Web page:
Update 1 – The effectiveness and access of HIV-associated neurocognitive disorder treatments

In an effort to better understand and critique the current effectiveness and access of treatments for HIV-associated neurocognitive disorder (HAND), I first focused my research on what exactly this disorder entails. I broke the topic into smaller categories, reviewing scientific journals to learn about the many factors and components of HIV-associated dementia.

I started with the question, “What is HAND?” I took notes from published literature reviews on the topic to obtain a broad understanding of the disease’s prevalence, classifications, and symptoms. HAND is one type of neuroAIDS, the other being opportunistic infections. It occurs in as many as 50% of individuals with HIV and causes impairments in many different cognitive domains, including memory, executive function, and psychomotor speed.

I then investigated, “How does HAND occur?” I read significantly more literature for this subtopic, because the pathogenesis of the disorder has no one clear explanation. Rather, a number of factors, including transmigration across the blood brain barrier, macrophage and microglial activation, and cytokine production all contribute to the cognitive deficits we see in many HIV+ patients.

Closely related to this subtopic were two of my other questions: “What are the risk factors for HAND?” and “What biomarkers are used to predict and track HAND?” Factors such as older age, vascular disease, and Hepatitis C make individuals more likely to experience cognitive impairment. While researching biomarkers, I learned that measuring HIV RNA in the cerebrospinal fluid is one way to track the progression of the disease, but many other methods have been, and continue to be, developed and assessed.

Once I had a deeper understanding of how HAND occurs, I then began researching the current treatments being used to relieve symptoms and stop disease progression. Combination antiretroviral therapy (cART), which has been used to treat AIDS since the mid 1990s, has been extensively studied for its impact on HAND. This treatment has had such a large impact on the fight against AIDS that literature refers to pre- and post-cART eras, asking “How effective is cART  as a treatment for HAND?” Though there has been decrease in the prevalence of extreme dementia in HIV+ individuals, a large percentage still experience lower level cognitive impairment that neither improves nor worsens over their lifetime. For this reason, studies continue to investigate how cART can be used decrease the effective of HAND on daily functioning and what other forms of treatment, such as computer based cognitive training, could do this as well.

Because HIV/AIDS has its most devastating impact in less developed countries, I made sure to research, “How accessible are HAND treatments in resource-limited settings?” Though efforts are being made to make cART affordable and obtainable in other parts of the world, groups such as The World Health Organization have outlined the many gaps in the system and, most importantly, how we might go about filling them.

My final product will be a literature review that covers these HAND topics, so my next step in the research process is to organize the notes I have collected from over forty sources and use them to create an outline that will help me begin drafting my paper.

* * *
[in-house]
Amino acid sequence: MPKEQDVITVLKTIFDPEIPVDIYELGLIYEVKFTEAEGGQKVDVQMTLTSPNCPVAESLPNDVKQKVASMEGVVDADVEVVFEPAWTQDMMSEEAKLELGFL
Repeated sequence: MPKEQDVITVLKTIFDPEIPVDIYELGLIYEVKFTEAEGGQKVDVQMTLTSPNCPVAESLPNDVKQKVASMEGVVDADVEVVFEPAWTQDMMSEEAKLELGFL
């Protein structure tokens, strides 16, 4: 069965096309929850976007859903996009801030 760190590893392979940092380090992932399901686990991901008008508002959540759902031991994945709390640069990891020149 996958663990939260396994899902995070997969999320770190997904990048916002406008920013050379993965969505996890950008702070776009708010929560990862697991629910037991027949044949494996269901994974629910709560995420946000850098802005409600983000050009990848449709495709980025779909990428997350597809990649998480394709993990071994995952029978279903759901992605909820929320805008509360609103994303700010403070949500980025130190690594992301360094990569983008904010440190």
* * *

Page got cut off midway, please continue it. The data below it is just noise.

1. lgkohout says:

    This is a very interesting topic that you are looking into the literature for! I have not heard of neuroAIDS before, nor was I aware that HIV could cause cognitive impairments. In high school, I watched a film on the AIDS outbreak in California. The history of this disease is a very interesting one, and I am happy to see you mention some of that history your blog post.

    I find it interesting that cART has been used since the 1990s. It is surprising that we are still using a medical treatment from the 90s. I feel that technology has advanced so much since then. Are you aware of any updates/changes at all to this treatment? Do you think this old treatment may be a concern for patients?

    I am glad the WHO is working to make the treatment for neuroAIDS more accessible in less developed countries. This is especially important, as you mention, because AIDS is most devastating in areas of lesser development. It is great that the WHO addressed, or at least posted a report about, the holes in coverage for cART. I think it would be really interesting to try to find a cost/benefit analysis of cART and include ways to improve the cost without sacrificing the effectiveness of the treatment… This is another reason why I am surprised another treatment, or at least a variation of the treatment, has not been developed. Even if a new treatment is not necessary, there is still room for improvement especially with the cost and accessibility. I believe cART should continue to be researched and changed in order to make it (or a version of it) more available to less developed countries. What are your thoughts about the cART treatment?

    I am looking forward to reading your literature review. Keep up the great work!

  2. mbcmgill says:

    Thanks for you interest! I do agree that it is surprising that we are using the same treatment, when for many other diseases we switch to entirely new methods over the years. However, improvements continue to be made with cART, and it consists of over 25 drugs that are continually being added to and updated. cART treatment is usually comprised of three drugs, and this combination is often changed depending on the patient. Some concerns include drug-drug interaction and adherence rates, which is why individual regimens can be altered over time.

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